The WRT 320N is a dual-band wireless-N Gigabit router from Linksys and has a few features less in comparison to their WRT610N. The primary differences are that it looks slightly more compact, does not have a USB port, and cannot simultaneously operate two radio bands.
As with its more full-featured sibling, some might say the WRT320N is shaped like a flying saucer. It is designed with a black and grey glossy finish, and can only be placed on a horizontal surface or wall-mounted. The front panel has indicators for power, uplink (Internet), wireless, WPS button and 4 LAN ports. All the wires connect at one side – power, Ethernet uplink, and 4 Gigabit Ethernet ports. Package contents include a quick install guide and setup CD, with the LELA (Linksys EasyLink Advisor) for easy setup.
The Linksys WRT320N router supports the 5 GHz radio band, but cannot operate on both spectrum simultaneously (the 5 GHz and the normal 2.4 GHz bands).
The antennae are concealed, so you can’t tweak them around to make micro improvements to the signal quality received by your wireless client device (laptop/phone/desktop PC/etc). The radio antennae can send and receive Wi-Fi signals over the usual 2.4 GHz band or the 5 GHz band (this spectrum helps avoid excess interference from other consumer equipment), but not both at the same time.
Multiple antennae mean that you can expect better performance. We did see very good file transfer speeds over the wireless network at close range on both, Wireless-N and G devices. Under our real-world testing, the signal managed to cover a radius of 80 feet with a WiFi-N device, across multiple walls and two floors, which bodes well for larger homes. The farther you go, the lesser the signal stability, and the connection experience degraded badly beyond that distance. You can view more details of this wireless router's specifications and performance on the respective tabs of this review.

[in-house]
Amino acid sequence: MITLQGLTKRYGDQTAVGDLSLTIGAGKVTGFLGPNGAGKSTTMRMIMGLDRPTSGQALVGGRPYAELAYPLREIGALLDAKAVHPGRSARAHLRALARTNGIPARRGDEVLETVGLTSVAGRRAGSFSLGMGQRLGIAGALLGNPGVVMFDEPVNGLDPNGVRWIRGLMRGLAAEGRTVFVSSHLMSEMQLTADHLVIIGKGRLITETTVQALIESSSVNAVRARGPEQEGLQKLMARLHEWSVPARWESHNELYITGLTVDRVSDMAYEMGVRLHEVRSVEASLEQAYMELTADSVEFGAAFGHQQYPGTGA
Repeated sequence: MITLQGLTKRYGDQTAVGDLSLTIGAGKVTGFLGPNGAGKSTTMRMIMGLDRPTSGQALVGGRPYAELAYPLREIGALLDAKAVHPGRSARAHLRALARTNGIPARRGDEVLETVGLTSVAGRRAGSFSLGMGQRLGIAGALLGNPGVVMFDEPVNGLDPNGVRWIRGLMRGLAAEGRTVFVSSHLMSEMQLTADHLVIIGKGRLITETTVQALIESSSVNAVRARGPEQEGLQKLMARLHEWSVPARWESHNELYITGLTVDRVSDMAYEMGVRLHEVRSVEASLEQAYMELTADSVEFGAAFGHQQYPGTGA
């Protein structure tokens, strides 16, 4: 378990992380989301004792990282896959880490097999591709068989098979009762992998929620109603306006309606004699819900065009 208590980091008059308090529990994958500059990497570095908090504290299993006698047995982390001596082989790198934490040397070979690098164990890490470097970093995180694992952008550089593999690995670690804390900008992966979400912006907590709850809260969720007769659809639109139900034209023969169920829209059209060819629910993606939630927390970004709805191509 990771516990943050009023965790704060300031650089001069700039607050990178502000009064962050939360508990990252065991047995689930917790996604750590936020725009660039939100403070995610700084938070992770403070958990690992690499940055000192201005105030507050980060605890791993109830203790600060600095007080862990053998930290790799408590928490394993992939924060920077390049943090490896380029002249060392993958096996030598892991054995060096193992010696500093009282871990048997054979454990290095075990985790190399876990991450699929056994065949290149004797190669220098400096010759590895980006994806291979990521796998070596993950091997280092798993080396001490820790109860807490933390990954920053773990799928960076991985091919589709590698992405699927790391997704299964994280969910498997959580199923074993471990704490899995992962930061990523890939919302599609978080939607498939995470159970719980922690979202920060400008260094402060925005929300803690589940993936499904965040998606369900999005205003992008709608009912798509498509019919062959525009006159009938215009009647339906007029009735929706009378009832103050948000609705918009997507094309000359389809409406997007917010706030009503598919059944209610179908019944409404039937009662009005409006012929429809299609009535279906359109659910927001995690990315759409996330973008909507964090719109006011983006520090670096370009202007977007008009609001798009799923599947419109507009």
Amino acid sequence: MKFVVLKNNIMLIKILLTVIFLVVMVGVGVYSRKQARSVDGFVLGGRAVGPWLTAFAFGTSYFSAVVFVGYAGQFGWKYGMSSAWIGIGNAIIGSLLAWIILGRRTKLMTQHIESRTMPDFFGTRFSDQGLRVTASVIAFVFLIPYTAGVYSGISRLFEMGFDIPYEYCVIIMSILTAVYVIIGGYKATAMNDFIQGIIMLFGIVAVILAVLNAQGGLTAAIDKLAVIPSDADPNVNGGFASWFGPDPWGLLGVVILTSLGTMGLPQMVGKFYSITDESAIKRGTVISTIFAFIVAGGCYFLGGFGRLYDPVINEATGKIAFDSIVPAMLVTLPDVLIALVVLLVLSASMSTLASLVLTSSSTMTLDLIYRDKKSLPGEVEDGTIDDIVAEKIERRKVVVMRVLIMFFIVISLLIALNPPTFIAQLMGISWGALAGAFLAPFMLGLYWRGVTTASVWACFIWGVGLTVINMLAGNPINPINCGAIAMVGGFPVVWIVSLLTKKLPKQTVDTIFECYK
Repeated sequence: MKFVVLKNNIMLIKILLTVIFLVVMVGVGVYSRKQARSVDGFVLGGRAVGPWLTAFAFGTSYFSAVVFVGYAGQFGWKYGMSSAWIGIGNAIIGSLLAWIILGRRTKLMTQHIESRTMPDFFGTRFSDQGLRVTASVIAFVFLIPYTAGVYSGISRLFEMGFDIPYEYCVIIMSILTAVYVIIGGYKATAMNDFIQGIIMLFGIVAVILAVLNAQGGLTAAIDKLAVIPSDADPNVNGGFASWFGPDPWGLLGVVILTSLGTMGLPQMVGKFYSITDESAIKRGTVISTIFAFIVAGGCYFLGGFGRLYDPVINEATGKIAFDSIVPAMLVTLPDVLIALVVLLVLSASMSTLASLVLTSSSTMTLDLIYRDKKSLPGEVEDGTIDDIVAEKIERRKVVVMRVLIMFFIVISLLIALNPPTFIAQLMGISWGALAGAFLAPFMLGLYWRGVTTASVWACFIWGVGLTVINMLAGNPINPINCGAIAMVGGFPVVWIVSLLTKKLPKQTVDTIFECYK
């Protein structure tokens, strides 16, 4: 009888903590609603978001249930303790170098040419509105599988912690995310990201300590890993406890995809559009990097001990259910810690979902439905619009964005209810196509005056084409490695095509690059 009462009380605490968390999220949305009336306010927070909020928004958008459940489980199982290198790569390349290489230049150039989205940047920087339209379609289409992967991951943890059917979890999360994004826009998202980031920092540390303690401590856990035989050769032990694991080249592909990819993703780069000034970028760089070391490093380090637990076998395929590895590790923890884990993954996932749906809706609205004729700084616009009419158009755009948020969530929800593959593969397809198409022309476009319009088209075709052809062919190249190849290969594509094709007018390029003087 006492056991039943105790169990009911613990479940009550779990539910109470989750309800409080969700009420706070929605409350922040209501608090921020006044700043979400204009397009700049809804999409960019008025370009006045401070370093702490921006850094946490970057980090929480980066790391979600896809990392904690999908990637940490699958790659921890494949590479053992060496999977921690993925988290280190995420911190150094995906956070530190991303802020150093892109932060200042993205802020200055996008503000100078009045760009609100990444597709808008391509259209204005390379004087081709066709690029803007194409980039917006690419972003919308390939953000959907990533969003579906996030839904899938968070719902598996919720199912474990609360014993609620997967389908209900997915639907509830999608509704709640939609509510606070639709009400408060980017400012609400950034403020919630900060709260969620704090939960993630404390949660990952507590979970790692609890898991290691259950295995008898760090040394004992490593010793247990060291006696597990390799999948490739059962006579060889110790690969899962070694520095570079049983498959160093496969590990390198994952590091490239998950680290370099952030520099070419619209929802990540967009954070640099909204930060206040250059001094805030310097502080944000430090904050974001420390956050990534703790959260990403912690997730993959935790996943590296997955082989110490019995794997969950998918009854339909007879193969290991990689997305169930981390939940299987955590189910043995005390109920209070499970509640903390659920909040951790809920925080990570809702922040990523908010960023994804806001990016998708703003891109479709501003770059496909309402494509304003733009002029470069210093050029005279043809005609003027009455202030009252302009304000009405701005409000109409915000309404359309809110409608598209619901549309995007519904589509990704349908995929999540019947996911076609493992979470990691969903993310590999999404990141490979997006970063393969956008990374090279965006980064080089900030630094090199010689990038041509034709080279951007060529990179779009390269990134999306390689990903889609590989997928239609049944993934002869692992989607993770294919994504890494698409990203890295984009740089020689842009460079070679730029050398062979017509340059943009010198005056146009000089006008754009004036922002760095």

As with most current routers, security is fairly well provided for, though it would have been nice if there was an additional front panel LED to say whether wireless encryption is turned on or not. You can use a wireless card access list, for MAC filtering, to allow only approved wireless clients to connect. Devices that connect to the router can rest secure behind its firewall, or have specific TCP/UDP ports forwarded to a chosen local IP address. Reserving IP addresses for machines on a home network is a great way to ensure required ports remain open for relevant devices (instead of being assigned a different IP address each time they connect, for instance).
Lower-priced sibling of the Linksys WRT610N router, but it could be a while before its price becomes sweet enough. For now, the slightly lower signal coverage area, loss of USB port, and lack of simultaneous dual-band WiFi drops its value for money below contenders like the Buffalo WZR-HP-G300NH.